In , the Mistery of Makers of Playing Cards of the City of London now the Worshipful Company of Makers of Playing Cards was incorporated under a royal charter by Charles I ; the Company received livery status from the Court of Aldermen of the City of London in During the mid 16th century, Portuguese traders introduced playing cards to Japan.
Packs with corner and edge indices i. The first American-manufactured French deck with this innovation was the Saladee's Patent, printed by Samuel Hart in This was followed by the innovation of reversible court cards.
This invention is attributed to a French card maker of Agen in But the French government, which controlled the design of playing cards, prohibited the printing of cards with this innovation.
In central Europe Trappola cards and Italy Tarocco Bolognese the innovation was adopted during the second half of the 18th century. In Great Britain, the pack with reversible court cards was patented in by Edmund Ludlow and Ann Wilcox.
The French pack with this design was printed around by Thomas Wheeler. Sharp corners wear out more quickly, and could possibly reveal the card's value, so they were replaced with rounded corners.
Before the midth century, British, American, and French players preferred blank backs. The need to hide wear and tear and to discourage writing on the back led cards to have designs, pictures, photos, or advertising on the reverse.
The United States introduced the joker into the deck. It was devised for the game of euchre , which spread from Europe to America beginning shortly after the American Revolutionary War.
In euchre, the highest trump card is the Jack of the trump suit, called the right bower from the German Bauer ; the second-highest trump, the left bower , is the jack of the suit of the same color as trumps.
The joker was invented c. Columbia University 's Rare Book and Manuscript Library holds the Albert Field Collection of Playing Cards, an archive of over 6, individual decks from over 50 countries and dating back to the s.
Since , Vanderbilt University has been home to the 1,volume George Clulow and United States Playing Card Co. Gaming Collection , which has been called one of the "most complete and scholarly collections [of books on cards and gaming] that has ever been gathered together".
Contemporary playing cards are grouped into three broad categories based on the suits they use: French, Latin, and Germanic. Latin suits are used in the closely related Spanish and Italian formats.
The Swiss-German suits are distinct enough to merit their subcategory. Excluding jokers and tarot trumps, the French card deck preserves the number of cards in the original Mamluk deck, while Latin and Germanic decks average fewer.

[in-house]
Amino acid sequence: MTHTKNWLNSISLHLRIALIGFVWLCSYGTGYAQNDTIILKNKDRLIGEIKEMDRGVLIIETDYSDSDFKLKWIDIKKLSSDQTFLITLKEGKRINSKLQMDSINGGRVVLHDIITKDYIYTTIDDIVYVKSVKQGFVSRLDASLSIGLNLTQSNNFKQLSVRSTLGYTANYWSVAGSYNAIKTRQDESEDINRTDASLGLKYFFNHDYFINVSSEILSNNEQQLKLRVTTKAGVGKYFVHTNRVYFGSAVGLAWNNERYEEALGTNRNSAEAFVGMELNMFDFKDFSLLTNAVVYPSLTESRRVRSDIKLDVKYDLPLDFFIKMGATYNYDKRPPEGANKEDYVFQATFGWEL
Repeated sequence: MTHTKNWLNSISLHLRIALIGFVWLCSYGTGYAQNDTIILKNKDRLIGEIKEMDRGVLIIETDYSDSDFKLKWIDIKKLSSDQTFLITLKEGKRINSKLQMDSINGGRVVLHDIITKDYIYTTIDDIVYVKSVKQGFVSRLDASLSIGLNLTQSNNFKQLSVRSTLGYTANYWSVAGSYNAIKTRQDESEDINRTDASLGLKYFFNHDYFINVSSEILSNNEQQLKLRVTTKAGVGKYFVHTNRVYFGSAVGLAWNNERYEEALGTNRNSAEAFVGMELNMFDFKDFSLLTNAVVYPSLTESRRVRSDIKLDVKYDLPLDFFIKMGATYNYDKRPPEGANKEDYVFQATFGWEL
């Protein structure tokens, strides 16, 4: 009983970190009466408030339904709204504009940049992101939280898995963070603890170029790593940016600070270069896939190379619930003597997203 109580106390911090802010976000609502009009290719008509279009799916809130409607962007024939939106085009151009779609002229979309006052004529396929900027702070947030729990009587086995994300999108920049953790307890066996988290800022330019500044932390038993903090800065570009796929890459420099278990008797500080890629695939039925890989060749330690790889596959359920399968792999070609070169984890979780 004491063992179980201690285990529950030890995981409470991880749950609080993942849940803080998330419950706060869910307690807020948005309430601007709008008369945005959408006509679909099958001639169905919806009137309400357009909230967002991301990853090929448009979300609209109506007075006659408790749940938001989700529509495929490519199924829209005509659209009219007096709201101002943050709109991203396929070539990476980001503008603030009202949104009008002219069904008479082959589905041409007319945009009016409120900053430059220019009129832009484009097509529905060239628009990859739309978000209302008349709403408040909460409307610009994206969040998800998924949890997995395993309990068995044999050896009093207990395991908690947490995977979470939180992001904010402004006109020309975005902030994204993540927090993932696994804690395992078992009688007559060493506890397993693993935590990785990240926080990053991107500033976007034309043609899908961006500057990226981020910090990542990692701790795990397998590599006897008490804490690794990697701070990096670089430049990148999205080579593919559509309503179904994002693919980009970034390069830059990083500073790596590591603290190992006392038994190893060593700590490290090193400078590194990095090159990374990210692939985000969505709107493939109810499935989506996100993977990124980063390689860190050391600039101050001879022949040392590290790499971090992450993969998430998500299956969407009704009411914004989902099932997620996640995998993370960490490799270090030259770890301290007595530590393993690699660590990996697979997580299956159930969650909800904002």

Latin decks usually drop the higher-valued pip cards, while Germanic decks drop the lower-valued ones. Within suits, there are regional or national variations called "standard patterns.
Some patterns have been around for hundreds of years. Jokers are not part of any pattern as they are a relatively recent invention and lack any standardized appearance so each publisher usually puts its own trademarked illustration into their decks.
But playing cards did not pass through Europe without the English leaving their stamp on them. To begin with, they opted to use the names hearts, spades, diamonds, and clubs to refer to the suits that the French had designated as coeurs, piques, carreaux, and trefles.
We do not know why, but they based two of the suit names spades and clubs on the names of the Italian deck rather than directly translate the French terms piques pikes and trefles clovers ; one possible explanation is the Spanish suits were exported to England before French ones.
The word diamond is also somewhat unexpected, given that the English word for carreau wax-painted tiles used in churches at the time was lozenge.
Whatever the reasons, it is to usage in England that we owe the names that we use for the suits today. The English government passed an Act that cards could not leave the factory until they had proof that the required tax on playing cards had been paid.
This initially involved hand stamping the Ace of Spades - probably because it was the top card. But to prevent tax evasion, in it was decided that from now on the Ace of Spades had to be purchased from the Commissioners for Stamp Duties, and that it had to be specially printed along with the manufacturer's name and the amount of duty paid.
As a result, the Ace of Spades tended to have elaborate designs along with the manufacturer's name. Only in were approved manufacturers finally allowed to print their own Ace of Spades, but the fate of the signature Ace of Spades had been decided, and the practice of an ornate Ace with the manufacturer's name was often continued.